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Improving the livelihoods of the most vulnerable people

Inclusion
Sri Lanka

HI promotes the inclusive employment of the most vulnerable individuals in Sri Lanka. 

Women from Sri Lanka received HI support to have their own economic project | ©HI

How do you earn a livelihood when you live in a small village in Sri Lanka and depend on the sale of milk from your cows? Or run a small local store? Or grow peanuts?
The challenge is even greater for the most vulnerable individuals – people like single mothers, older people or people with disabilities. 


HI’s economic inclusion project , run in collaboration with its local partners  and supported by the European Union, aims to ensure everyone benefits from economic growth. It promotes the inclusion of the most vulnerable individuals in economic activities, and runs training sessions for employers, who are encouraged to take into account the most vulnerable people.

As a result, some one hundred women have been hired by companies including Brandix, and thirty civil society organisations have been made aware of the need to include the most vulnerable individuals in employment.


Building on this project, we have produced a publication on the inclusive local economy, including best practices and recommendations for local authorities and NGOs. 


Where your
support
helps

PRESS CONTACT

CANADA

Gabriel PERRIAU

USA

Mica BEVINGTON

 

Help them
concretely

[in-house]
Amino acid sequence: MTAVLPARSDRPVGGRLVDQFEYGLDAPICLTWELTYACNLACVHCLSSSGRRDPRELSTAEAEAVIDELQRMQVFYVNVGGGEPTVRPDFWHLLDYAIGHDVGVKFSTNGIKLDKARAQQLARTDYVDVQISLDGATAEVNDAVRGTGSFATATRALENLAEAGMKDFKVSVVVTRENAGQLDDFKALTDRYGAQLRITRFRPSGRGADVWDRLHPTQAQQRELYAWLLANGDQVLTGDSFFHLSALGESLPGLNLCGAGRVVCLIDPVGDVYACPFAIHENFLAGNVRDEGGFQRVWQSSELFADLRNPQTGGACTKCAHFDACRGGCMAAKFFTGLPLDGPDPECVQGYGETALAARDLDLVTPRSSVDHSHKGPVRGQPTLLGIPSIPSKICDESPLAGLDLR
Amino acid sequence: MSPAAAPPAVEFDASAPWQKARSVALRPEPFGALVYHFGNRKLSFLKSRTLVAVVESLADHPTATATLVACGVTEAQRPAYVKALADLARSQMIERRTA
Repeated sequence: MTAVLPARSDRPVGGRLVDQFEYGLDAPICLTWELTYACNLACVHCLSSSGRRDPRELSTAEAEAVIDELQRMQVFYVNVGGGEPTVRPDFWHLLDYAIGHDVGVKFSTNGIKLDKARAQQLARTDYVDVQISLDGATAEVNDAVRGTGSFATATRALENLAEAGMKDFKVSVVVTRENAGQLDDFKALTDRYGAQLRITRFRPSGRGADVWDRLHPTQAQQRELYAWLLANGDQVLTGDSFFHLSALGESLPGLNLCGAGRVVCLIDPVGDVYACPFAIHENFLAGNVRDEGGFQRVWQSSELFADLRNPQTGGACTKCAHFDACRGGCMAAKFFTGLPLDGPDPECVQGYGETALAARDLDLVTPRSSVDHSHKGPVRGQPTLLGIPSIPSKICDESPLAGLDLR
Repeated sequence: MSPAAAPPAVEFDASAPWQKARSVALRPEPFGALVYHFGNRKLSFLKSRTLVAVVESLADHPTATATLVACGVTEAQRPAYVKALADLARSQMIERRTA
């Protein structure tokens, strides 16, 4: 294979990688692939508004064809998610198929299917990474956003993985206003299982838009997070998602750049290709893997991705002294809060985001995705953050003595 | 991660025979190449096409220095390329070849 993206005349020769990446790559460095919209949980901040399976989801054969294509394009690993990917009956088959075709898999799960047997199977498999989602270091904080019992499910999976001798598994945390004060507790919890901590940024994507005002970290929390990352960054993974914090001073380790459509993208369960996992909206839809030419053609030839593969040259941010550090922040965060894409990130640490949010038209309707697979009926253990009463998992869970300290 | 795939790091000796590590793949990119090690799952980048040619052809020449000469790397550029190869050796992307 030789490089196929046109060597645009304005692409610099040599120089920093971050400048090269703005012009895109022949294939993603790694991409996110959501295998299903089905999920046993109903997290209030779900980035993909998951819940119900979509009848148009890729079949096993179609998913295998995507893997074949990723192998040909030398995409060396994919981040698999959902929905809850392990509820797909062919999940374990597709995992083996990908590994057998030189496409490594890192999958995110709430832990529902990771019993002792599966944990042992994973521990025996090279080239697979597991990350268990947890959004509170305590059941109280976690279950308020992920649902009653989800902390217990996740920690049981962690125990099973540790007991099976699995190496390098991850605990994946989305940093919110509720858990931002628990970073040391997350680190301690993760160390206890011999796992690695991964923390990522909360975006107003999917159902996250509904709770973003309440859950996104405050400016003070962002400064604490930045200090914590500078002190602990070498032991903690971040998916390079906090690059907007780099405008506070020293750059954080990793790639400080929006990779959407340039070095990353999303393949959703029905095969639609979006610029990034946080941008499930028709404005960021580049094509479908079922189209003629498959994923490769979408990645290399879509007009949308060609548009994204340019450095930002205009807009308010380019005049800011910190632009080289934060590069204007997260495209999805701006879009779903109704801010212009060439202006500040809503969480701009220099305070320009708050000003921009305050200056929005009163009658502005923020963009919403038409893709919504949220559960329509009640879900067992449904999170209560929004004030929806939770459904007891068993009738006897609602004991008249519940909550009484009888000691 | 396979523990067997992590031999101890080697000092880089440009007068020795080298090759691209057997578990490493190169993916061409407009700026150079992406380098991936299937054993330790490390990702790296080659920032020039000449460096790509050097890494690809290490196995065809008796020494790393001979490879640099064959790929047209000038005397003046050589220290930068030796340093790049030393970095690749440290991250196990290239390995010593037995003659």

To go further

Sreyka lost her leg in an accident on her way home from school.
© Stephen Rae / HI
Inclusion Rehabilitation

Sreyka lost her leg in an accident on her way home from school.

Sreyka was hit by a speeding driver and had to have her left leg amputated to save her life. Since she was fitted with her prosthesis, made by Humanity & Inclusion (HI), she has begun to smile again and returned to school.

Education, girls, disability: HI committed to solve the equation of exclusion
© Pascale Jérôme Kantoussan/HI
Inclusion Rights

Education, girls, disability: HI committed to solve the equation of exclusion

Following a study conducted in 2019 in Burkina Faso, Mali and Niger, and at the occasion of the International Day of Education on January 24, Humanity & Inclusion (HI) alerts Sahel countries’ governments and international cooperation organisations on the exclusion of girls with disabilities from school. Worldwide, women with disabilities are three times more likely to be illiterate than men without disabilities.

Despite the COVID-19 crisis, HI continues to support disabled people
© HI
Inclusion

Despite the COVID-19 crisis, HI continues to support disabled people

The COVID-19 crisis hasn’t stopped Humanity & Inclusion (HI) from providing people with disabilities with personalized follow-up.